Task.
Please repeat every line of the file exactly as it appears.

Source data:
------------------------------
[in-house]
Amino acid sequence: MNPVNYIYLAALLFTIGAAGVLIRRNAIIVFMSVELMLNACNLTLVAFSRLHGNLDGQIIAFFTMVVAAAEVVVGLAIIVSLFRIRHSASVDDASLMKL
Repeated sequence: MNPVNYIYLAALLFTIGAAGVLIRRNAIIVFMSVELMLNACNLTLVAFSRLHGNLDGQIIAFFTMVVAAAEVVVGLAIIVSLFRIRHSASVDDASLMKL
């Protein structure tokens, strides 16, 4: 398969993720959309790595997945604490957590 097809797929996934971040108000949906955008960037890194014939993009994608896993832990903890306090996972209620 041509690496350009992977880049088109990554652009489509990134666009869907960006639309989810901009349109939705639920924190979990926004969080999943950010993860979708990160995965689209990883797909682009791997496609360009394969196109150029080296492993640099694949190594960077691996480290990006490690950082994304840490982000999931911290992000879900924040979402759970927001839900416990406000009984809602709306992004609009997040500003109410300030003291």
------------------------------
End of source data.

[in-house]
Amino acid sequence: MNPVNYIYLAALLFTIGAAGVLIRRNAIIVFMSVELMLNACNLTLVAFSRLHGNLDGQIIAFFTMVVAAAEVVVGLAIIVSLFRIRHSASVDDASLMKL
Repeated sequence: MNPVNYIYLAALLFTIGAAGVLIRRNAIIVFMSVELMLNACNLTLVAFSRLHGNLDGQIIAFFTMVVAAAEVVVGLAIIVSLFRIRHSASVDDASLMKL
């Protein structure tokens, strides 16, 4: 398969993720959309790595997945604490957590 097809797929996934971040108000949906955008960037890194014939993009994608896993832990903890306090996972209620 041509690496350009992977880049088109990554652009489509990134666009869907960006639309989810901009349109939705639920924190979990926004969080999943950010993860979708990160995965689209990883797909682009791997496609360009394969196109150029080296492993640099694949190594960077691996480290990006490690950082994304840490982000999931911290992000879900924040979402759970927001839900416990406000009984809602709306992004609009997040500003109410300030003291």